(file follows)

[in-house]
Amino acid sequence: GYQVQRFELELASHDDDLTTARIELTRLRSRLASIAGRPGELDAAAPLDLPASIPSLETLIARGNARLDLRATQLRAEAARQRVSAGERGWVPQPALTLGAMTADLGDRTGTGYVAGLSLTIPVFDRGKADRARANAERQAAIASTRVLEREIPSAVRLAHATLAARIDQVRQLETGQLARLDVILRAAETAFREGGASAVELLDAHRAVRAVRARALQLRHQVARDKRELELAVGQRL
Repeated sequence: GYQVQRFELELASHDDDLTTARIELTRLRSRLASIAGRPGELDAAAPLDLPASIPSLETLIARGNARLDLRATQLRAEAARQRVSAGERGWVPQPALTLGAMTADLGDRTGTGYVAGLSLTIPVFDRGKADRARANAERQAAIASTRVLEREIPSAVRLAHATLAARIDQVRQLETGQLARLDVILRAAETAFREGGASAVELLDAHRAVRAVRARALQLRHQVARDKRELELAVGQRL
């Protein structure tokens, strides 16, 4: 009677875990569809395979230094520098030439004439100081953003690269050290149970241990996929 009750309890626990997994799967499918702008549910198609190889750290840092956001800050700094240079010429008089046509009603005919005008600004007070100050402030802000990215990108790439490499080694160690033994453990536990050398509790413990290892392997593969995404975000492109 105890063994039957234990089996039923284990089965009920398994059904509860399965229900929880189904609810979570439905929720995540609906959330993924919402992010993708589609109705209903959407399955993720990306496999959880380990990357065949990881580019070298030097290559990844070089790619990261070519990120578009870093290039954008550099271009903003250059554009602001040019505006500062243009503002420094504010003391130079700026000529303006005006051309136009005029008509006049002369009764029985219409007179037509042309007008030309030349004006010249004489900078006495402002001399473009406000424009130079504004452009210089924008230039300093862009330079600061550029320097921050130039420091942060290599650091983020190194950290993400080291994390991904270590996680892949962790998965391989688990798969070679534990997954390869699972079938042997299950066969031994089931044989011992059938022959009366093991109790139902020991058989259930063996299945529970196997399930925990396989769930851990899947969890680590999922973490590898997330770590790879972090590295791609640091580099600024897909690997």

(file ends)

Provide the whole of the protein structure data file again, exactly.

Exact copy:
[in-house]
Amino acid sequence: GYQVQRFELELASHDDDLTTARIELTRLRSRLASIAGRPGELDAAAPLDLPASIPSLETLIARGNARLDLRATQLRAEAARQRVSAGERGWVPQPALTLGAMTADLGDRTGTGYVAGLSLTIPVFDRGKADRARANAERQAAIASTRVLEREIPSAVRLAHATLAARIDQVRQLETGQLARLDVILRAAETAFREGGASAVELLDAHRAVRAVRARALQLRHQVARDKRELELAVGQRL
Repeated sequence: GYQVQRFELELASHDDDLTTARIELTRLRSRLASIAGRPGELDAAAPLDLPASIPSLETLIARGNARLDLRATQLRAEAARQRVSAGERGWVPQPALTLGAMTADLGDRTGTGYVAGLSLTIPVFDRGKADRARANAERQAAIASTRVLEREIPSAVRLAHATLAARIDQVRQLETGQLARLDVILRAAETAFREGGASAVELLDAHRAVRAVRARALQLRHQVARDKRELELAVGQRL
């Protein structure tokens, strides 16, 4: 009677875990569809395979230094520098030439004439100081953003690269050290149970241990996929 009750309890626990997994799967499918702008549910198609190889750290840092956001800050700094240079010429008089046509009603005919005008600004007070100050402030802000990215990108790439490499080694160690033994453990536990050398509790413990290892392997593969995404975000492109 105890063994039957234990089996039923284990089965009920398994059904509860399965229900929880189904609810979570439905929720995540609906959330993924919402992010993708589609109705209903959407399955993720990306496999959880380990990357065949990881580019070298030097290559990844070089790619990261070519990120578009870093290039954008550099271009903003250059554009602001040019505006500062243009503002420094504010003391130079700026000529303006005006051309136009005029008509006049002369009764029985219409007179037509042309007008030309030349004006010249004489900078006495402002001399473009406000424009130079504004452009210089924008230039300093862009330079600061550029320097921050130039420091942060290599650091983020190194950290993400080291994390991904270590996680892949962790998965391989688990798969070679534990997954390869699972079938042997299950066969031994089931044989011992059938022959009366093991109790139902020991058989259930063996299945529970196997399930925990396989769930851990899947969890680590999922973490590898997330770590790879972090590295791609640091580099600024897909690997």